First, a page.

14 Jun 2010
Policy area: Sustainability
The biggest ever survey of the UK development Industry, released today, shows that approximately three-quarters of the industry – which accounts for nearly half of all UK carbon emissions – do not believe the Government's current zero carbon targets for the sector are realistic. Meeting these targets will be essential if the UK is to meet its national carbon reduction targets by 2020. The findings of the survey demonstrate the strength of feeling among respondents that regulation is most likely to drive progress in future, highlighting the need for closer industry-Government collaboration.
Called Hitting the Green Wall...and Beyond, the report is a collaboration between the British Property Federation, international law firm Taylor Wessing, and specialist research and communications consultancy Spada. The full report is available here.
With over 7,000 individuals surveyed, the report is believed to be by far the most comprehensive survey to date of the development industry’s sentiment towards – and preparedness for – sustainability and carbon reduction. Despite the difficult economic conditions, the survey also finds that the importance accorded to sustainability has held steady during the recession, and highlights the increasing prevalence of green agreements. It builds upon the findings of Taylor Wessing’s award-winning 2009 report Behind the Green Façade.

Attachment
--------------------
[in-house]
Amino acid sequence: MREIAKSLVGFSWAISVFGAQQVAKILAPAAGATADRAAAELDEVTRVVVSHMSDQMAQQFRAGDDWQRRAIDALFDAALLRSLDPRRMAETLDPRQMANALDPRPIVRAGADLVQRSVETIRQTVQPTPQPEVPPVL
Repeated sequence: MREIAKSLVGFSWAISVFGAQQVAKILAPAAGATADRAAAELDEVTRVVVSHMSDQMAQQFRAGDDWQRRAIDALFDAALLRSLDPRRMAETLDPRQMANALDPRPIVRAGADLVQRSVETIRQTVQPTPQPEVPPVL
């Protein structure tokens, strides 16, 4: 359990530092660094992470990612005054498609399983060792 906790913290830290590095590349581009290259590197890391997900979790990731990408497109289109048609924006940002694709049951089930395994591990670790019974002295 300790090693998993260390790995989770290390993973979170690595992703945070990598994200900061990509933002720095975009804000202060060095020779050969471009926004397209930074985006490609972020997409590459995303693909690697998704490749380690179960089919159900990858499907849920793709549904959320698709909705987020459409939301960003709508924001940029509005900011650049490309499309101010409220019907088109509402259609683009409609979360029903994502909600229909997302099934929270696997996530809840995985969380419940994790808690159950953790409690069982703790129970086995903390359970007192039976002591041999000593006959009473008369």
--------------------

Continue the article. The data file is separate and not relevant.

Key findings of Hitting the Green Wall...and Beyond include:
Liz Peace, Chief Executive of the British Property Federation comments:
“With an industry that is sceptical about carbon reduction targets, closer collaboration between Government and the industry is essential if these are to be met. Government will need to work with all sectors to understand fragmented views and identify why certain sectors feel the targets are more achievable than others
“Government faces a huge challenge in striking the right balance between 'carrot' and 'stick' in order to secure its sustainability objectives, whilst the industry must engage as much as possible and attempt to meet and exceed targets. An inconsistent approach to regulation and its implementation, or the setting of targets that are perceived as unachievable, is likely to impact negatively on the delivery of the sustainability agenda by the industry.”
Helen Garthwaite, UK Head of Construction and Engineering at law firm Taylor Wessing adds:
“The burden and complexity of regulation affecting sustainability at EU and national levels will continue to increase. The industry believes that the 'stick' of regulation is necessary to drive the pace of change, alongside fiscal incentives and other measures. Non-binding green agreements are growing in popularity and we expect this trend to continue. The preference for non-binding agreements could shift towards binding agreements as the regulatory agenda evolves.
“Alongside regulation, better measures to define success and value will be essential. The rationalisation of benchmarking tools and agreement over their application is needed. It is possible that some voluntary benchmarks could in effect become mandatory through industry promotion and use.”
Gavin Ingham Brooke, Chief Executive of Spada, concludes:
“The report reveals a deep reservoir of goodwill and a durable commitment to the sustainability agenda, reflected by the fact that over 80% of respondents say that senior management take responsibility for sustainability and the recession has barely affected the industry’s commitment.
“Goodwill is not enough. Energies and resources across this complex industry need to be pointed at defined objectives which are commonly understood, with every stakeholder guided by consistent frameworks, measures and, frankly, language. Hitherto separate disciplines - technical consulting, organizational development, law and communications - need to be brought together to crack the challenge of change.”